French cloud provider OVH’s public cloud is now available in the U.S. It’s built on OpenStack, and company executives say it’s a more open, transparent alternative to the big three — Amazon Web Services (AWS), Microsoft Azure, and Google Cloud — for enterprises that don’t like lock-in.
“No vendor lock-in, no ingress-egress charges [on compute instances], and if you want to do to public cloud with an open source model, our public cloud is built on OpenStack,” said Russell P. Reeder, CEO of OVH US. “We are the perfect global partner even if they don’t know the OVH name.”
The OVHcloud Public Cloud is available in the company’s East Coast data center, and will be coming to the West Coast data center in January. The public cloud offers block, archive, and object storage powered by OpenStack Swift and CEPH.
The Paris-based company has 1.5 million customers worldwide including “tens of thousands” of U.S. customers even before it opened its American data centers, Reeder said. And the company has been steadily growing its U.S. business as part of its plan to take on AWS, Microsoft, and Google.
In January, it launched its hosted-private cloud offerings in the U.S. The service is based on vCloud Air, which it purchased from VMware in April 2017. The company also teamed up with Veeam and Zerto to provide the software vendors’ respective automated backup and disaster recovery for private cloud customers.
Over the summer it partnered with VMware to offer virtualized compute, storage, and networking on OVHcloud Hosted Private Cloud. And it also announced a partner program for resellers, system integrators, and managed service providers to offer OVHcloud services to their customers.
Last month founder and owner Octave Klaba pledged a triple investment beginning in 2021 to take on U.S. providers, spending between 4 billion and 7 billion euros ($4.6-$8.1 billion) over the course of its next five-year plan. For comparison: its current 1.5 billion-euro investment plan runs until 2020.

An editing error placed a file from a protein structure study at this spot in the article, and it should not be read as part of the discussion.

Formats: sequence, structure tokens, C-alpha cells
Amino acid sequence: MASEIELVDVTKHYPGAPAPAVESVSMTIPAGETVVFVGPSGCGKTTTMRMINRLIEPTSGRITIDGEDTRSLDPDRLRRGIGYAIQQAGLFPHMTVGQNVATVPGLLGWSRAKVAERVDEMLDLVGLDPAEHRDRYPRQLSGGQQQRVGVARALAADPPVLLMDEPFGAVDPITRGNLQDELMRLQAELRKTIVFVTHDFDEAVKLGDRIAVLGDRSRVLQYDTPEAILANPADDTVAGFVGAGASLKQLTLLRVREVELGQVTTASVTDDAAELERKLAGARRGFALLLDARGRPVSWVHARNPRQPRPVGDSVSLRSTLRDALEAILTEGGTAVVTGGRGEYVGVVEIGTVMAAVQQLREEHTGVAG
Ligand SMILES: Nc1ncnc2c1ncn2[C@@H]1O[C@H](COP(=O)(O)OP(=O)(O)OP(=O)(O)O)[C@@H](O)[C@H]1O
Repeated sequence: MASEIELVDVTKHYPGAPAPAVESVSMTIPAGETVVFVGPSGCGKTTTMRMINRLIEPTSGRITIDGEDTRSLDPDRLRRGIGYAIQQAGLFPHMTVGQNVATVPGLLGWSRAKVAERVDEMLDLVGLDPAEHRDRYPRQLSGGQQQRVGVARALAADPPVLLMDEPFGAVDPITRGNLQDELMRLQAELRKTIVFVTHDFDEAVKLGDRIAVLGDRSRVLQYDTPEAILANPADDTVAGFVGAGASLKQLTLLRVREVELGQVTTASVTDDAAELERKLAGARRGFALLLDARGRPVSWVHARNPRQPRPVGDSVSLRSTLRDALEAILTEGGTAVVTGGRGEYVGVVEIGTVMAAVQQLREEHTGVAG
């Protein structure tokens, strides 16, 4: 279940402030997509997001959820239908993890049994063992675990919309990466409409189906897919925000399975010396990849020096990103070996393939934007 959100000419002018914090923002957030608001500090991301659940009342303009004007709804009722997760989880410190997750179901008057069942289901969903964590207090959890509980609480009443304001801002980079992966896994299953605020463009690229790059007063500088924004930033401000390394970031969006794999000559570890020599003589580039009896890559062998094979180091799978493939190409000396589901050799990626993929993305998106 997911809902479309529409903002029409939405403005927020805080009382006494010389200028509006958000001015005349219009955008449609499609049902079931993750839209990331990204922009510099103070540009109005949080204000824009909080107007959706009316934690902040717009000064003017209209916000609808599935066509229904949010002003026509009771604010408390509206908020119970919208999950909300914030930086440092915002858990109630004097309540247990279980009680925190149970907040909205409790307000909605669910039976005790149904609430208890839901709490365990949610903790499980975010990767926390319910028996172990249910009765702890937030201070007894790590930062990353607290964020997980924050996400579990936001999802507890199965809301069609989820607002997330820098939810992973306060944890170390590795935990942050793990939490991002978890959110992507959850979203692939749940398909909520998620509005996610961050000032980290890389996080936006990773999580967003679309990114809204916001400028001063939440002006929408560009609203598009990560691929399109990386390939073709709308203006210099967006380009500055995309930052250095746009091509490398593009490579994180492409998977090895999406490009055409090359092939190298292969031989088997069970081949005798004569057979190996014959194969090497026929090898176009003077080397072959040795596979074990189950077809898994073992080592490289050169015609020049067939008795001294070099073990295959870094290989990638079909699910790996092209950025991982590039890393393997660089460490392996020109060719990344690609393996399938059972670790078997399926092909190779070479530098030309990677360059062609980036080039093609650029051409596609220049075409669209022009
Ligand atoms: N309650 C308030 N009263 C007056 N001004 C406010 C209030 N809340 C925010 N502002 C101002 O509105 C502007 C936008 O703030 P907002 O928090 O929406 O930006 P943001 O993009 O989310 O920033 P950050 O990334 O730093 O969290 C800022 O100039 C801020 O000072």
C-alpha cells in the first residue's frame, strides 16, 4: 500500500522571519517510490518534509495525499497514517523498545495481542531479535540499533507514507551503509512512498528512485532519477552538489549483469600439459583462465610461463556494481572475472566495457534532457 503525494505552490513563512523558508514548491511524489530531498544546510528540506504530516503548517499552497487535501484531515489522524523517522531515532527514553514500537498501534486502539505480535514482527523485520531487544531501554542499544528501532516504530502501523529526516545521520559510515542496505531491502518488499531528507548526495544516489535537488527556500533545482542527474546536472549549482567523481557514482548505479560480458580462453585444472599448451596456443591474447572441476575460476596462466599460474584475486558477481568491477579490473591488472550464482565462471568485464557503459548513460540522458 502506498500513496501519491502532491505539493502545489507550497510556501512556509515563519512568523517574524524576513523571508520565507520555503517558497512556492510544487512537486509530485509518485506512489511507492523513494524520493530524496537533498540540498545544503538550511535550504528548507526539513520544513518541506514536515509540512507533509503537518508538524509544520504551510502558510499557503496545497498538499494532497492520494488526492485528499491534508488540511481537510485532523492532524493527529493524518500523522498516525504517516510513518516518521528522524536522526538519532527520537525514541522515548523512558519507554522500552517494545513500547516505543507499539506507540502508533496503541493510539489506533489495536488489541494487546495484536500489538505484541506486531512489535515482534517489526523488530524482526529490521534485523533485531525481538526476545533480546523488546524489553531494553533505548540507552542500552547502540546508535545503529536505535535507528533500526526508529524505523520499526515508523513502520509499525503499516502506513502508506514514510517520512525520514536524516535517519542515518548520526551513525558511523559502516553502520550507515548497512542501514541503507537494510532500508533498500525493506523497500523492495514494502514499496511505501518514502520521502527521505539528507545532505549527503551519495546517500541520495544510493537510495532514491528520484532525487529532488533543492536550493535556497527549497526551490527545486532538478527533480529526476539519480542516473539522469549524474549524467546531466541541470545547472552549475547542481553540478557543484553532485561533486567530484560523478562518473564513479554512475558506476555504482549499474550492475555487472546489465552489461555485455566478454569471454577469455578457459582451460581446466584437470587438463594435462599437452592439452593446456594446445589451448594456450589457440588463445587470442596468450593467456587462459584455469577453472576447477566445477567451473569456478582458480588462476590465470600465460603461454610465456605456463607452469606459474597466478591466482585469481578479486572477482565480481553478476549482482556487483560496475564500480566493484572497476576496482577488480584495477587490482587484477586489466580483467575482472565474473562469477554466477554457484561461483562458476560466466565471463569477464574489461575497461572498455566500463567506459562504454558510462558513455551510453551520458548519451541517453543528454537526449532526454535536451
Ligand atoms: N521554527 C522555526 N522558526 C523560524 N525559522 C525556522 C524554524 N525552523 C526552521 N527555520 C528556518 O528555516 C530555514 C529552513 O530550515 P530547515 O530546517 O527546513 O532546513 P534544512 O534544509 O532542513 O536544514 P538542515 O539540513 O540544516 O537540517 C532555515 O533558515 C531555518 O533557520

But, of course, it can’t take on these cloud giants without a public cloud offering. And today it added that missing piece.
Built on Open Stack
OVH selected OpenStack in 2012 to build its public cloud. In 2014 it became a member of the OpenStack Foundation and has since donated cloud resources to the open source community.
“The choice was really around an open platform to go with our open mindset, and OpenStack was perfect for that,” Reeder said. “We’re not trying to build a proprietary system.” In addition to open, “the OVH mindset is also very engineering-centric,” he added.
Building a public cloud on OpenStack adds to this engineering credibility.
The company designs and manages its own data centers (it has 28 around the world) and designs and builds its own servers. It says it owns thousands of miles of fiber globally and has 34 points of presence on its global network.
OVH has two data centers in the U.S.: one in Vint Hill, Virginia, and a second in Hillsboro, Oregon. Another advantage to the American market is that these data centers are equipped with OVH’s water-cooling technology, which allows the company to reduce energy use and related costs — and pass these savings onto cloud customers, Reeder says.
“That’s really where OVH excels: efficiency, scalability, and a cost-effective model,” he said. “To find a high performance, profitable, and price leader it’s very unique.”
Can OVH Pull Market Share?
But it’s going to be tough to pull market share from U.S.-based cloud providers. Even Reeder admits OVH has its work cut out for it. OVH is a B2B business, while Amazon’s known for its online shopping and Google for its search engine.
“Fighting that brand recognition from consumer companies is really hard,” he said. “People know those companies not from their cloud but they have brand awareness from their other consumer products.”
Reeder says OVH will overcome this through happy customers, “and telling our story, because we do have a very unique story as far as an alternative cloud.”